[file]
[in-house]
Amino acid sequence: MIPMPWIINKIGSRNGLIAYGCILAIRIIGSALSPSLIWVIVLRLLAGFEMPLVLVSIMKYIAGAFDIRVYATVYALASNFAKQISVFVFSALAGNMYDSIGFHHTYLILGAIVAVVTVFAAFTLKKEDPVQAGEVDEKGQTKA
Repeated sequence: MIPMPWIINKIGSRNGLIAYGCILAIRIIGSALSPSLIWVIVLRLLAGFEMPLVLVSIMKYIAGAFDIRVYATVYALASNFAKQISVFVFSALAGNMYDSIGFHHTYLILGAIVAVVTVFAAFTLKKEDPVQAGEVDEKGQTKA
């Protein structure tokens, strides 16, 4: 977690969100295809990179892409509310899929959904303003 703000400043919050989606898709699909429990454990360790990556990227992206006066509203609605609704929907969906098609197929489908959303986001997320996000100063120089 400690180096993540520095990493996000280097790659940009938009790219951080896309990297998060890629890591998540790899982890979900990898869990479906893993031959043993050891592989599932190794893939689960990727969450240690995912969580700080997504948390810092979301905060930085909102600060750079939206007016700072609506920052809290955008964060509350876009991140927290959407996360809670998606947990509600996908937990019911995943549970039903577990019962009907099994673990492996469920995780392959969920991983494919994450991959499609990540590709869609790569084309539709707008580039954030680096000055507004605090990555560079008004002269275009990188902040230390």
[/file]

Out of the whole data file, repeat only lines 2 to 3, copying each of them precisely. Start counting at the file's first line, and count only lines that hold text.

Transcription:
Amino acid sequence: MIPMPWIINKIGSRNGLIAYGCILAIRIIGSALSPSLIWVIVLRLLAGFEMPLVLVSIMKYIAGAFDIRVYATVYALASNFAKQISVFVFSALAGNMYDSIGFHHTYLILGAIVAVVTVFAAFTLKKEDPVQAGEVDEKGQTKA
Repeated sequence: MIPMPWIINKIGSRNGLIAYGCILAIRIIGSALSPSLIWVIVLRLLAGFEMPLVLVSIMKYIAGAFDIRVYATVYALASNFAKQISVFVFSALAGNMYDSIGFHHTYLILGAIVAVVTVFAAFTLKKEDPVQAGEVDEKGQTKA